In addition to recordings of music by Kurt Schwertsik and the American composer Louis ‘Moondog’ Hardin, Nicola has also given broadcast recitals for BBC Radio 3 and Dutch Radio, and been featured on BBC Two. Born in Bath, Nicola started playing the piano at the age of four and gave her concerto debut at the age of thirteen. She went on to study at the Royal Academy of Music where she won numerous competitive prizes, including the Macfarren Gold Medal, the Academy’s highest distinction. Her teachers have included Hilary Coates, Hamish Milne and Andrzej Esterhazy. She currently teaches at the Royal Welsh College of Music and Drama.
CONDUCTOR from the Hollywood International Moving Pictures Film Festival 2017. On stage and in the recording studio, William has collaborated with a wide variety of international soloists including guitarist John Williams, singer Tom Jones, and saxophonist Andy Sheppard. William’s passion for working across styles led to a live and recorded collaboration with Mercury Prize-Winner, Roni Size & Reprazent, and their album, Live at Colston Hall, was released in November 2015. Also at the Colston Hall, with Sir David Attenborough presenting, William orchestrated and conducted the BBC’s Nature’s Great Events Live to a sell-out audience. The BBC’s Wild China series, orchestrated and conducted by William, won an Emmy for Sound and Music.
William Goodchild is a professional composer and conductor. He writes music for film, television, concert performance and commercial installation. Specialising in wildlife documentary, William has scored well over 80 films for the major broadcasters including many that have won international awards. In 2016, for BBC Natural World, Return of the Giant Killers – Africa’s Lion Kings, he was nominated for Best Composer at the RTS West of England Awards; at Wildscreen Festival 2016, he was nominated for the Music Award, for Jago – a Life Underwater. This score was also nominated for the RTS West of England Awards 2017 Best Composer category. For Living Spirit Pictures’ drama short Seeing Him, William won Best Score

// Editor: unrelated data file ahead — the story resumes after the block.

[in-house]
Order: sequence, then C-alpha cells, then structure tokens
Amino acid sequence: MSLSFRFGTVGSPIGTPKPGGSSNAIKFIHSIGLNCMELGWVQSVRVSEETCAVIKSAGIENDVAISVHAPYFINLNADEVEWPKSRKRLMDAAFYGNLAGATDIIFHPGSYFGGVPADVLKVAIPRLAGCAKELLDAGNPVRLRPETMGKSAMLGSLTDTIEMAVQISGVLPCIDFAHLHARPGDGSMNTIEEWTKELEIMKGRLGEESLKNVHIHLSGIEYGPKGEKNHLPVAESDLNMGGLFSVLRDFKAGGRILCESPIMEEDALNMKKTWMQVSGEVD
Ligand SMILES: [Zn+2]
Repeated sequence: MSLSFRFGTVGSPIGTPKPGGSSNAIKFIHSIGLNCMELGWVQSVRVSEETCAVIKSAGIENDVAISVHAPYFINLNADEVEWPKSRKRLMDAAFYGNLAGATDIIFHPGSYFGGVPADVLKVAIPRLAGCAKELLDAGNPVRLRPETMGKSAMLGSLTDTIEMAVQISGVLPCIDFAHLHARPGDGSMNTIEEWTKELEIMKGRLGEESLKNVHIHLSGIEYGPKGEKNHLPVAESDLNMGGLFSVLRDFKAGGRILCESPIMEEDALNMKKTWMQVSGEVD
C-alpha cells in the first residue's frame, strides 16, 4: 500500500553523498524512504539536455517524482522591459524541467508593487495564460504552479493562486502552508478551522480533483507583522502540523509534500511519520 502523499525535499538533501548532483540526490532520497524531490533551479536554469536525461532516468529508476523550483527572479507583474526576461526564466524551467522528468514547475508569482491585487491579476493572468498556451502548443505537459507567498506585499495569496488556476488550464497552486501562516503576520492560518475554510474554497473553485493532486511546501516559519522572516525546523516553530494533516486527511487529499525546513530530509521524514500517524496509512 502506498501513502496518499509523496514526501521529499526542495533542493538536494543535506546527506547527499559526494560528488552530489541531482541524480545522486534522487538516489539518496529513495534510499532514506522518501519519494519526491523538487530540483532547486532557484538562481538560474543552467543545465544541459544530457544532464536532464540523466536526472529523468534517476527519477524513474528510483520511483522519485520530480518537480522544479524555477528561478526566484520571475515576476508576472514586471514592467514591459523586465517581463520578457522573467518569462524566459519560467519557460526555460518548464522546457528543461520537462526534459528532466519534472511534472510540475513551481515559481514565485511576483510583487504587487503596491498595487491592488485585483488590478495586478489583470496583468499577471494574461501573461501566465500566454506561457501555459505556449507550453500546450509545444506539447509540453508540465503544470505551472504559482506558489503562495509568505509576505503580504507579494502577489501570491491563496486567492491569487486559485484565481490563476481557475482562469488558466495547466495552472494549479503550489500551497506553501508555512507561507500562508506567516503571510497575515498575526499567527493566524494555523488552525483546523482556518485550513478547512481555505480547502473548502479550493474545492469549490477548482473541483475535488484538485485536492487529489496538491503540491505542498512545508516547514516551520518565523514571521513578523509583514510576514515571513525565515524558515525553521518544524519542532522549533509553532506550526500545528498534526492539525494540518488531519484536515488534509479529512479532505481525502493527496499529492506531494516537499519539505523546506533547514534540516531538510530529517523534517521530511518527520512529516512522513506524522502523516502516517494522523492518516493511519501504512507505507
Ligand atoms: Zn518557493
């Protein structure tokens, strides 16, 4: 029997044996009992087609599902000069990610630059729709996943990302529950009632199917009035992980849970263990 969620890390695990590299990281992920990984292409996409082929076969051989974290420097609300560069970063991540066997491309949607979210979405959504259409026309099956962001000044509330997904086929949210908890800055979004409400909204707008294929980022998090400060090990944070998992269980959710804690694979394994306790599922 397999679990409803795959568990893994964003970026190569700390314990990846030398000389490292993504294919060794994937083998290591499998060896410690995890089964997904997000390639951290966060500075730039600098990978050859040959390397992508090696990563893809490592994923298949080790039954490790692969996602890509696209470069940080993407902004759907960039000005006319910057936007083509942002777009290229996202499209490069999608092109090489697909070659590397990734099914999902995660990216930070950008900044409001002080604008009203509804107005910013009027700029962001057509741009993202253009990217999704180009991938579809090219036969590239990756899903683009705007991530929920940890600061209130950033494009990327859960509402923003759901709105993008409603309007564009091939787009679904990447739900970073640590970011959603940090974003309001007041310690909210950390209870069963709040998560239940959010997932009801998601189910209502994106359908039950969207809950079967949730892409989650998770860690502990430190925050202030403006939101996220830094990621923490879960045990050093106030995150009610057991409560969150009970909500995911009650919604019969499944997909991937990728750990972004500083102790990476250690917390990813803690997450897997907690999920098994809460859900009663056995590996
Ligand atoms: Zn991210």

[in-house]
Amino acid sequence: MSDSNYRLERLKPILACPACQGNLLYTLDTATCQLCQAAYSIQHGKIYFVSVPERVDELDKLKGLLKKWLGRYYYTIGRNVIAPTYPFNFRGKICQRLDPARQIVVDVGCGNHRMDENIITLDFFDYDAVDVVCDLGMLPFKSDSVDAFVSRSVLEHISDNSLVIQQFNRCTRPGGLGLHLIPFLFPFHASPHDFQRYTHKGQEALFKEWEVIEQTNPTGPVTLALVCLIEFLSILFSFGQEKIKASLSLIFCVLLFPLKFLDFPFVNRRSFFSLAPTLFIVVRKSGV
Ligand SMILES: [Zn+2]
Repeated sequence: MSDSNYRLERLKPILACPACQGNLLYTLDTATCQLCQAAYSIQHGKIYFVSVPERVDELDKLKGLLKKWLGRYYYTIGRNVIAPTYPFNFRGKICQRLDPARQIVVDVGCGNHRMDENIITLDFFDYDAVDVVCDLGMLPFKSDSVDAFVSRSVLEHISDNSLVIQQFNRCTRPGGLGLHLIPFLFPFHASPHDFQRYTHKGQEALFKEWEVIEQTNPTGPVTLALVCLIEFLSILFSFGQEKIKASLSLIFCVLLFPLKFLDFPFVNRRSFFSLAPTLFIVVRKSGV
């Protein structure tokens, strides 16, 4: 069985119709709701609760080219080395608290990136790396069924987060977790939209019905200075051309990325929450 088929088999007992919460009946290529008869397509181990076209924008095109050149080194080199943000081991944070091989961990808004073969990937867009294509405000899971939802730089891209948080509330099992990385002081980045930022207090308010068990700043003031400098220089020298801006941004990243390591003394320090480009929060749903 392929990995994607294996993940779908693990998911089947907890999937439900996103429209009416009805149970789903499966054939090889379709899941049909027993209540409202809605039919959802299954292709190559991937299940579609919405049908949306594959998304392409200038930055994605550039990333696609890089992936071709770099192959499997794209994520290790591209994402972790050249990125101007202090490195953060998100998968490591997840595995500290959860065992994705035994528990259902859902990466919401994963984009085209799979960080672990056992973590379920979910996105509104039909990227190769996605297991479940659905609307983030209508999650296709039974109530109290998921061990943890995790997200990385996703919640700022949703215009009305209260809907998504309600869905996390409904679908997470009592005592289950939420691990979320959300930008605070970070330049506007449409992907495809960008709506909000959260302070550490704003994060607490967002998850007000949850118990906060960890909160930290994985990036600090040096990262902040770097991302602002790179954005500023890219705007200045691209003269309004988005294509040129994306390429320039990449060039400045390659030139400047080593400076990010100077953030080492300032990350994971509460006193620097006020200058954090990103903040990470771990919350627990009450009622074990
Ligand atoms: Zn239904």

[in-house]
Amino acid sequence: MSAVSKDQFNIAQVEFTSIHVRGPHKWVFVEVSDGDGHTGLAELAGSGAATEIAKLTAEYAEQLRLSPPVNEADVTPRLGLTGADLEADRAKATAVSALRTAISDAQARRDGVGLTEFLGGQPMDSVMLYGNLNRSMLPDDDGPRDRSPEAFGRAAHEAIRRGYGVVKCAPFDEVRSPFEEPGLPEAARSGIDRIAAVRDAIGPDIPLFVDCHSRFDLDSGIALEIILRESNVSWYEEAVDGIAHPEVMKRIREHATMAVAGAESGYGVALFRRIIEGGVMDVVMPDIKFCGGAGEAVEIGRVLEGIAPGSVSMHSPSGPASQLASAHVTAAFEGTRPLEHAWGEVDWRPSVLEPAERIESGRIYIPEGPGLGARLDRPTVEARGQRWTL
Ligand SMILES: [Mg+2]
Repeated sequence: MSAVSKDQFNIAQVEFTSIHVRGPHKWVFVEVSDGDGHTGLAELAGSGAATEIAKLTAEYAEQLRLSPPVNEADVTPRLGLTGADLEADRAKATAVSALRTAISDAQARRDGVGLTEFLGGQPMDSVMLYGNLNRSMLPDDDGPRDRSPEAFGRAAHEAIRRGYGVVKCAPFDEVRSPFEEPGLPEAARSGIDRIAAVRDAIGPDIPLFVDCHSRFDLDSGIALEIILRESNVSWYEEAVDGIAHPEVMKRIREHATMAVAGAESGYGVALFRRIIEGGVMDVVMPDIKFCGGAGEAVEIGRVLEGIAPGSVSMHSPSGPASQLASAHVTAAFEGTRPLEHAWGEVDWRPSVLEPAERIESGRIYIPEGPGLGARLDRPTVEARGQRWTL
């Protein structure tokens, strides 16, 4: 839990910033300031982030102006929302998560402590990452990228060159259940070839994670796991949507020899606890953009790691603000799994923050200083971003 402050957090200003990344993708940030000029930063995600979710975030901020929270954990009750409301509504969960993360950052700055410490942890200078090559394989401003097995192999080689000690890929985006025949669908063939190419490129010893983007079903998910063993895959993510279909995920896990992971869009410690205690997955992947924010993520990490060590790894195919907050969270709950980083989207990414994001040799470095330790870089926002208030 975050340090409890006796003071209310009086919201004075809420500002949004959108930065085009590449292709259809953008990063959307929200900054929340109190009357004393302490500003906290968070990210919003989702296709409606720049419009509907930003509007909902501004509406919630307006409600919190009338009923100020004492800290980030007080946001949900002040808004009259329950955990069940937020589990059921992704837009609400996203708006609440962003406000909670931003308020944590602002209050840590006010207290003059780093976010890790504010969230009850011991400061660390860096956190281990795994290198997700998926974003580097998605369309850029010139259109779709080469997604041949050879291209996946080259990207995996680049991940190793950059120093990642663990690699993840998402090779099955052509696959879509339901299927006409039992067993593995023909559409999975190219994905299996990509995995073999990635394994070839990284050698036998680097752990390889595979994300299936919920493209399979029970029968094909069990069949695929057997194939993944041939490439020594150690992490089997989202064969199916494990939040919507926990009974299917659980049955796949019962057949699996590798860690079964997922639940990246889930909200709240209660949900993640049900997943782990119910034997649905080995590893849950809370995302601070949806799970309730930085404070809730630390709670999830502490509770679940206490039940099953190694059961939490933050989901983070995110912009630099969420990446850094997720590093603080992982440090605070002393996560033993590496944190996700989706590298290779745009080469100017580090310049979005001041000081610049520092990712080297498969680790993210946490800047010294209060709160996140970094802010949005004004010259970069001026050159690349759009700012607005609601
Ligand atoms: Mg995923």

Many recordings conducted by William are available to buy on Sony Classical, Universal Classical and Jazz, and CBS Records. He has worked regularly with a number of professional orchestras including the BBC Concert Orchestra, Royal Philharmonic Orchestra and Bristol Ensemble. William is Artistic Director and Conductor of Bristol Symphony Orchestra. William lives in north Bristol with his wife Rachel and their two daughters.
BRISTOL SYMPHONY ORCHESTRA IS LOSING THE BOOZE FOR ST PETERâ€™S HOSPICE
ROOM TO CARE APPEAL JANUARY 2018
PLEASE HELP BY SPONSORING THE PLAYERS www.justgiving.com/fundraising/bristolsymphonyorchestra OUR JUSTGIVING PAGE IS LIVE NOW Follow us on social media @BristolSymphony #losethebooze
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FIRST VIOLIN Lauren Bose (Guest Leader)
Pamela Bell Erica Burnell Sarah Ivanovich Victoria Medland Gemma Nelson Josie Rampley Robert Tulloh Keir Williams SECOND VIOLIN Kate Jillings Monique Ayres Nasser Ahmari Naomi Hill Jo Phillips Kenneth Price Eloise Wyke Jeremy Zwiegelaar VIOLA Heather Ashford Zoe Ashford Alexia Granatt Timothy Grice Oliver Kohll Craig Thomas
CELLO Will Marriage Vivien Arthur Sophie Barford Jayne Taylor Kathryn Thomas Catherine Warner Rhiannon Wilkinson
ORCHESTRA BASSOON & CONTRABASSOON Daisy Woods Diana Lee David Miller FRENCH HORN Dave Ransom Kaitlyn Hamilton Luke Norland Anna Carter
DOUBLE BASS Rob Lillis Clare Edmunds Alex Pearson Ruth Llewhelin
TRUMPET Peter Medland Simon Bowles
FLUTE Pippa Craggs Jane Lings
TROMBONE Will Whiting Lyn Harradine Will Holley
CLARINET Sophie Wilsdon Sarah Edgeworth OBOE & COR ANGLAIS Olivia Diskin Victoria Cooper Christopher Burt
TIMPANI & TRIANGLE Joshua Cottam HARP Emily Mullings
SOLOISTS Nicholas Oliver Piano Charlie LoveIl-Jones Violin Rebecca Evans Soprano Keith Tempest Cello
SATURDAY MARCH 24TH William Goodchild Conductor Victoria Medland Guest Leader
PROGRAMME Wagner Liebestod from Tristan und Isolde Rachmaninov Piano Concerto No. 2 Lovell-Jones First Love Strauss Death and Transfiguration Tchaikovsky Andante Cantabile
Romantic Masterworks Concert with Bristol Symphony Orchestra Nicola Meecham at St George's Bristol 4th November 2017
Published on Feb 9, 2018
Romantic Masterworks Concert with Bristol Symphony Orchestra Nicola Meecham at St George's Bristol 4th November 2017